Don’t just point and shoot. The scene before you may be beautiful but to make a really good image you need to think about your composition. Beware of clutter – it is easy to be distracted by the stunning blue carpet before you and to ignore the clutter often associated with a woodland floor; fallen branches, brambles etc. Look carefully as you compose, seeking out the ‘tidier’ areas of woodland. Place trees carefully in the frame. Consider the rule of thirds and with wider shots, use lead in lines, such as a woodland path, to draw your eye into the scene. Foreground interest can also help add depth to your image.
Try photographing bluebells from a variety of angles – from head height will maximise the view of the bluebell carpet whereas getting low to the ground down to the bluebells level can help give them stature and create an interesting alternative viewpoint.
6. Depth of field
This is determined by aperture, whereabouts you focus, and also your choice of focal length. Don’t be afraid to experiment with aperture. Depending on your chosen lens, an aperture of between F8-F13 will usually enable you to get everything from the front of the image to the back in focus. A wide angle lens gives a seemingly greater depth of field, a long telephoto lens less so. Apart from working at smaller apertures try some images at f2.8, f4 and so on – focusing carefully on the part of the image you want to be sharp and letting the foreground or background fade out. When using a macro lens, depth of field is drastically reduced and careful focusing is required. Live View is often very useful in this instance.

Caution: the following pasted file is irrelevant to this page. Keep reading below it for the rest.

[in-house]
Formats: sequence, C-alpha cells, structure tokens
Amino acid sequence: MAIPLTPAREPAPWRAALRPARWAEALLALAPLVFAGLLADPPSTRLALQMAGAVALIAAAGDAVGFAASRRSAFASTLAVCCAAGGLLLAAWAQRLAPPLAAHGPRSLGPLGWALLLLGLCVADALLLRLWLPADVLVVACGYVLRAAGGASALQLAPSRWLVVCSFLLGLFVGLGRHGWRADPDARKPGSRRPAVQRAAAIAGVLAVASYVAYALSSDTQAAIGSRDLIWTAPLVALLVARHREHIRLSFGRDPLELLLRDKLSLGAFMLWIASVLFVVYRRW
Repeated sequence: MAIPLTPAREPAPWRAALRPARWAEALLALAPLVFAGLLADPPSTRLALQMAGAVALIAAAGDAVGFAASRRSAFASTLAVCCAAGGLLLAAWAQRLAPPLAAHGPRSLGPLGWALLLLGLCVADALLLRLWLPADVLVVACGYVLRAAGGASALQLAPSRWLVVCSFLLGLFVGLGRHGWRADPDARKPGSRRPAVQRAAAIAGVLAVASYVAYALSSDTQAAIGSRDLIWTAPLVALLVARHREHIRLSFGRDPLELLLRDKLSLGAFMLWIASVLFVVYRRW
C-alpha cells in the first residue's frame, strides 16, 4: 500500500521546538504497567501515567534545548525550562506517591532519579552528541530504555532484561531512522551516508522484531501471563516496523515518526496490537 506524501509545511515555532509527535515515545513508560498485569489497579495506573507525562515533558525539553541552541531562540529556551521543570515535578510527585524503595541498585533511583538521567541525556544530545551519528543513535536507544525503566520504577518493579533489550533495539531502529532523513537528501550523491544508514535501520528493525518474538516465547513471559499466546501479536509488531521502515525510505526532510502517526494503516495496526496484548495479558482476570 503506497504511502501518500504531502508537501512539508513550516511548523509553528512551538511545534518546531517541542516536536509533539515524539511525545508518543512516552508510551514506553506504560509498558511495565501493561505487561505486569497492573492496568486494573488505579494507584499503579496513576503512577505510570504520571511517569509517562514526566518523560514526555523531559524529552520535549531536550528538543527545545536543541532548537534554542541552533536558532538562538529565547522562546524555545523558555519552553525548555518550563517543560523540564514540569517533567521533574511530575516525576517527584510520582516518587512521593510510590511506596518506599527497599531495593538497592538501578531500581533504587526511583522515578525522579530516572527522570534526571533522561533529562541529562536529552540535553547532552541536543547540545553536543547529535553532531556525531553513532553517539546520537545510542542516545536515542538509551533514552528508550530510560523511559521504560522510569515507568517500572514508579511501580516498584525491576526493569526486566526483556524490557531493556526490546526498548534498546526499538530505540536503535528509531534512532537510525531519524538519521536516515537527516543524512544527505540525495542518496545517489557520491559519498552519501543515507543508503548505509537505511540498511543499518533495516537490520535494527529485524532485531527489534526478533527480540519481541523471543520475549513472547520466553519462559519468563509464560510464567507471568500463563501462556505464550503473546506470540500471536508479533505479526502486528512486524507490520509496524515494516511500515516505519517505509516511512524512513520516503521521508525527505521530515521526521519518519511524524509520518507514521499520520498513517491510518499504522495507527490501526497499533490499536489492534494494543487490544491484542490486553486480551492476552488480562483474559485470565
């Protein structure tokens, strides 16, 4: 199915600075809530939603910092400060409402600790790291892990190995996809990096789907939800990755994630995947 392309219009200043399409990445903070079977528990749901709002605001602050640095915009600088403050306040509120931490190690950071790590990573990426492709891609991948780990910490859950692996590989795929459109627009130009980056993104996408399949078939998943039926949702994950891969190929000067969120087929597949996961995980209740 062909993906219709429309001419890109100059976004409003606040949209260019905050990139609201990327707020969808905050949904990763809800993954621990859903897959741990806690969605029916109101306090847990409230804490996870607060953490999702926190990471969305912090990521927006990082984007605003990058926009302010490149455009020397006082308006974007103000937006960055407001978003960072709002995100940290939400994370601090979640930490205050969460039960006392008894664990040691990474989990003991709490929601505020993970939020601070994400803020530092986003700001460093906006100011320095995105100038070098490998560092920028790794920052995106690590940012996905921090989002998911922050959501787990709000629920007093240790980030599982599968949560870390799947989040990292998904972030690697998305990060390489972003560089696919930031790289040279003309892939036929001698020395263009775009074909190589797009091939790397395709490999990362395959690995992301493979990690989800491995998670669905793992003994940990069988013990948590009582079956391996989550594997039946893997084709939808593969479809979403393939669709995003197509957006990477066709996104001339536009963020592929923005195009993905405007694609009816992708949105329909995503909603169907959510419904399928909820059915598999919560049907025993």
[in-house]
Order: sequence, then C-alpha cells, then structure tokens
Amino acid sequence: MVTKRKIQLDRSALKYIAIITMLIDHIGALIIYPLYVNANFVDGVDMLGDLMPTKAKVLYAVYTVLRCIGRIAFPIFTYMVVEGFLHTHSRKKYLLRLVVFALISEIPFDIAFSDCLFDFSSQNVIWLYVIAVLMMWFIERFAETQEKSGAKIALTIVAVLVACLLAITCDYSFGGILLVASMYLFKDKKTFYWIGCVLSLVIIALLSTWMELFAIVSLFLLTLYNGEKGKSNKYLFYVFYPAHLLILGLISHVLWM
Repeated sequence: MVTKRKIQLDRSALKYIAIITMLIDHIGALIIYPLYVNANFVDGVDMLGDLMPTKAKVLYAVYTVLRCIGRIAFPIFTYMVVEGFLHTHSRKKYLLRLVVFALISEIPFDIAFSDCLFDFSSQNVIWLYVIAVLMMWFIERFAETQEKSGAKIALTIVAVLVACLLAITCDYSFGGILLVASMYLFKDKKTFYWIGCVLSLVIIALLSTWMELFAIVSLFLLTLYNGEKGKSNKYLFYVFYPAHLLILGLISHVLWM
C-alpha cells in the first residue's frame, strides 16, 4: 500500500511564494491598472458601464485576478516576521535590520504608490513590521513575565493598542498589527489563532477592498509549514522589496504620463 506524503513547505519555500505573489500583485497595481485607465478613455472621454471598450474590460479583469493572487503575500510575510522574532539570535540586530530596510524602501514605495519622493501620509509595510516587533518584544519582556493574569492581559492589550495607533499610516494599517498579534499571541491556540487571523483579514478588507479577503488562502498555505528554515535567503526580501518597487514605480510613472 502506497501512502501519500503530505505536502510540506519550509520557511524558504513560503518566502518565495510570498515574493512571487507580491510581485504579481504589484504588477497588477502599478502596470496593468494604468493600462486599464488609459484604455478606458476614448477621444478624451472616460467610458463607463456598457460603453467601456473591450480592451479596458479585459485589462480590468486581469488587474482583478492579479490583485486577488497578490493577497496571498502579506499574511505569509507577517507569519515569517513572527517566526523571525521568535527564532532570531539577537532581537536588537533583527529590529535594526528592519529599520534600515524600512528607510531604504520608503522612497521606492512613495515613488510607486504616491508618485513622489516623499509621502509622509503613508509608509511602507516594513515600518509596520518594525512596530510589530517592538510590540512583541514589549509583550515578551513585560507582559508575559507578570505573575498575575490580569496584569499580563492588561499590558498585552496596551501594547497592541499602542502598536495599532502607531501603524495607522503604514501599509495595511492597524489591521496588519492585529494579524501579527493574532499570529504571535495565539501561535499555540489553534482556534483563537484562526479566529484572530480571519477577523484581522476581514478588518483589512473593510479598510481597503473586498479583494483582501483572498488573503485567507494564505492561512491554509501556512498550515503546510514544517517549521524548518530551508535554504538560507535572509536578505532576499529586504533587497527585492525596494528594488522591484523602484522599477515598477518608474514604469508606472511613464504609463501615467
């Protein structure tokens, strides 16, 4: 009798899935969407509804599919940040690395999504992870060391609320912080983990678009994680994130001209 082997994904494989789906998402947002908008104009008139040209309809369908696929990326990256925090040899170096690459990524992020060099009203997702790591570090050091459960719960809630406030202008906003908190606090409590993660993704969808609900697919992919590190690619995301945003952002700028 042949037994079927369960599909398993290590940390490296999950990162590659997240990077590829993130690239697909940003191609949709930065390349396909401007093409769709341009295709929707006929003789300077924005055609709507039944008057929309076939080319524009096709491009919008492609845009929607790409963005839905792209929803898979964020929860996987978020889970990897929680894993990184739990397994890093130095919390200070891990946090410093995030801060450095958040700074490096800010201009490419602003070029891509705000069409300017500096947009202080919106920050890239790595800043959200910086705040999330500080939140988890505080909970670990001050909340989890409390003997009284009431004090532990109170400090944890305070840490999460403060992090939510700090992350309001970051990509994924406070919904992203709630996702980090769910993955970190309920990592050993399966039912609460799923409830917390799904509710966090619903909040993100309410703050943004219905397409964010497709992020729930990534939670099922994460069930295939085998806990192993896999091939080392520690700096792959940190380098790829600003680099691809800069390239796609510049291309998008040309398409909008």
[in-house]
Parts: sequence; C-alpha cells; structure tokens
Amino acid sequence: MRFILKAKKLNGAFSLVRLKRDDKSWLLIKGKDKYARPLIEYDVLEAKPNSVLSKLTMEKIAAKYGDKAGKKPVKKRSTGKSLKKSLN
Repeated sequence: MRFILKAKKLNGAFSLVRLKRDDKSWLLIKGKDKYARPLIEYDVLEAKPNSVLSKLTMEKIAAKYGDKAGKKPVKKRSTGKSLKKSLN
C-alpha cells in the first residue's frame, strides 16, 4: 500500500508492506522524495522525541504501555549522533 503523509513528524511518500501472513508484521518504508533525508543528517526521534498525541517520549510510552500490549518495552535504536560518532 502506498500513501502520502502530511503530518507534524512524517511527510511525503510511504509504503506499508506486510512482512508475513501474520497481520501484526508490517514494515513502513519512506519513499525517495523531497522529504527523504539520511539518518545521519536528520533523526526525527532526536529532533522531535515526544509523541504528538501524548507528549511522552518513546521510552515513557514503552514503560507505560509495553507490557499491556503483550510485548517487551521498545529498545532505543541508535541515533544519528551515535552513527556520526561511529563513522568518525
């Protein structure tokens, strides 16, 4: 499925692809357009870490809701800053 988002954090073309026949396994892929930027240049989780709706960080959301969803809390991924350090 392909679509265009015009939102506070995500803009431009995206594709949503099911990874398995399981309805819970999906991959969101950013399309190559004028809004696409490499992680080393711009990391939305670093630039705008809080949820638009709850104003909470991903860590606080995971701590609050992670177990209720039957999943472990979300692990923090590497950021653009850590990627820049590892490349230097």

To help determine correct exposure you will need to use the histogram. It is your best indicator of exposure, showing you the brightness range of the captured image (i.e. the range from the darkest to the lightest tones). There is no such thing as the ‘perfect’ histogram – it completely depends on what you are photographing but the most important point is to ensure that none of the shadows or highlights are ‘clipped’. If you have a highlight indicator function on your camera, use it. Represented by a flashing white area on your preview screen it will allow you to see if you have overexposed any areas of the image. Bluebell woods can be very contrasty in bright light. In this situation it is worth bracketing your exposures.